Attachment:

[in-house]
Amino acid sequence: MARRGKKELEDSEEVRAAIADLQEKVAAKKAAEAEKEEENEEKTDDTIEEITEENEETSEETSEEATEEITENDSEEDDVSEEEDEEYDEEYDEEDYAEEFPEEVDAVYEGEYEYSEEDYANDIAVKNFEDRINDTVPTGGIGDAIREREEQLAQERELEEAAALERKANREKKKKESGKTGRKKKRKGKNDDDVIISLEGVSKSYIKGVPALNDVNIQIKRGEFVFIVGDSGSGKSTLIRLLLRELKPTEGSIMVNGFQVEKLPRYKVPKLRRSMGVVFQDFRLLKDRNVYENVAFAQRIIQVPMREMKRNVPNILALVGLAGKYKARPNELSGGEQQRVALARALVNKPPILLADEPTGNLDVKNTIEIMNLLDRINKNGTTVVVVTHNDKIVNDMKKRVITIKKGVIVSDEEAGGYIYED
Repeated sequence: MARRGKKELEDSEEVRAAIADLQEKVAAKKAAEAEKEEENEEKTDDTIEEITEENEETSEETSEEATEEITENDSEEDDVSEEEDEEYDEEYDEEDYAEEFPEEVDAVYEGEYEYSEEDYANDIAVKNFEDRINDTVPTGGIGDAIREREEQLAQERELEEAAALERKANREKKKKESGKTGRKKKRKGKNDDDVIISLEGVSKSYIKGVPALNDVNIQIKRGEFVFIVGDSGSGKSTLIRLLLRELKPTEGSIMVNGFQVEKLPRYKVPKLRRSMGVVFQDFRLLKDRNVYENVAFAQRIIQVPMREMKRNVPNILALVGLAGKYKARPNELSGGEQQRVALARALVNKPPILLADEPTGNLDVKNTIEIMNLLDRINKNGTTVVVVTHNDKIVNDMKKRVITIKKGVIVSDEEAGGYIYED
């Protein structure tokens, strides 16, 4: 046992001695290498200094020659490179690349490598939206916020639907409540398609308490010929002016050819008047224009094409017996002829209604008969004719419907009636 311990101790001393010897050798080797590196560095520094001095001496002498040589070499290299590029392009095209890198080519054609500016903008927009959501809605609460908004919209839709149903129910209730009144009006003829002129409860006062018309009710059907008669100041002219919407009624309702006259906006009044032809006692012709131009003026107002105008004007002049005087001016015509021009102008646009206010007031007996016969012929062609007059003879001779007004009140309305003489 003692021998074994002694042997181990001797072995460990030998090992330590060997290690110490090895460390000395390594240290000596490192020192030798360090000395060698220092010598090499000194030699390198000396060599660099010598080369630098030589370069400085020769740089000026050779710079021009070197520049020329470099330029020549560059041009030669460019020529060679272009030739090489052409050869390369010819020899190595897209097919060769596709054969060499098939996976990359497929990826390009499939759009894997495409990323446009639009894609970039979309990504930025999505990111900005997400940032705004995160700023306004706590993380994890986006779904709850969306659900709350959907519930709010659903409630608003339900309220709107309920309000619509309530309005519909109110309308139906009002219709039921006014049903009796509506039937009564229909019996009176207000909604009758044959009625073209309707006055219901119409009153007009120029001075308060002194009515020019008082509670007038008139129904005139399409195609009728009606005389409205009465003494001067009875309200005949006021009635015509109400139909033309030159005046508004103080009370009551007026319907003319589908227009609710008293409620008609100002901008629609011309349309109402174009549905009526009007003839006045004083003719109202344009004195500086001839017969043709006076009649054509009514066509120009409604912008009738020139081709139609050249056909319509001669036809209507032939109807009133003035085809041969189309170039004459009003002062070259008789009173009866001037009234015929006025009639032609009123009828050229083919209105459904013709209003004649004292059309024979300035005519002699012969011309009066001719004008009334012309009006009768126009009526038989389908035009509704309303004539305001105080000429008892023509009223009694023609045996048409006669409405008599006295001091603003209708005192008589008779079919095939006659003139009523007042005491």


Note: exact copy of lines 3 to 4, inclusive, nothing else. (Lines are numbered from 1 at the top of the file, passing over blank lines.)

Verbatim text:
Repeated sequence: MARRGKKELEDSEEVRAAIADLQEKVAAKKAAEAEKEEENEEKTDDTIEEITEENEETSEETSEEATEEITENDSEEDDVSEEEDEEYDEEYDEEDYAEEFPEEVDAVYEGEYEYSEEDYANDIAVKNFEDRINDTVPTGGIGDAIREREEQLAQERELEEAAALERKANREKKKKESGKTGRKKKRKGKNDDDVIISLEGVSKSYIKGVPALNDVNIQIKRGEFVFIVGDSGSGKSTLIRLLLRELKPTEGSIMVNGFQVEKLPRYKVPKLRRSMGVVFQDFRLLKDRNVYENVAFAQRIIQVPMREMKRNVPNILALVGLAGKYKARPNELSGGEQQRVALARALVNKPPILLADEPTGNLDVKNTIEIMNLLDRINKNGTTVVVVTHNDKIVNDMKKRVITIKKGVIVSDEEAGGYIYED
């Protein structure tokens, strides 16, 4: 046992001695290498200094020659490179690349490598939206916020639907409540398609308490010929002016050819008047224009094409017996002829209604008969004719419907009636 311990101790001393010897050798080797590196560095520094001095001496002498040589070499290299590029392009095209890198080519054609500016903008927009959501809605609460908004919209839709149903129910209730009144009006003829002129409860006062018309009710059907008669100041002219919407009624309702006259906006009044032809006692012709131009003026107002105008004007002049005087001016015509021009102008646009206010007031007996016969012929062609007059003879001779007004009140309305003489 003692021998074994002694042997181990001797072995460990030998090992330590060997290690110490090895460390000395390594240290000596490192020192030798360090000395060698220092010598090499000194030699390198000396060599660099010598080369630098030589370069400085020769740089000026050779710079021009070197520049020329470099330029020549560059041009030669460019020529060679272009030739090489052409050869390369010819020899190595897209097919060769596709054969060499098939996976990359497929990826390009499939759009894997495409990323446009639009894609970039979309990504930025999505990111900005997400940032705004995160700023306004706590993380994890986006779904709850969306659900709350959907519930709010659903409630608003339900309220709107309920309000619509309530309005519909109110309308139906009002219709039921006014049903009796509506039937009564229909019996009176207000909604009758044959009625073209309707006055219901119409009153007009120029001075308060002194009515020019008082509670007038008139129904005139399409195609009728009606005389409205009465003494001067009875309200005949006021009635015509109400139909033309030159005046508004103080009370009551007026319907003319589908227009609710008293409620008609100002901008629609011309349309109402174009549905009526009007003839006045004083003719109202344009004195500086001839017969043709006076009649054509009514066509120009409604912008009738020139081709139609050249056909319509001669036809209507032939109807009133003035085809041969189309170039004459009003002062070259008789009173009866001037009234015929006025009639032609009123009828050229083919209105459904013709209003004649004292059309024979300035005519002699012969011309009066001719004008009334012309009006009768126009009526038989389908035009509704309303004539305001105080000429008892023509009223009694023609045996048409006669409405008599006295001091603003209708005192008589008779079919095939006659003139009523007042005491």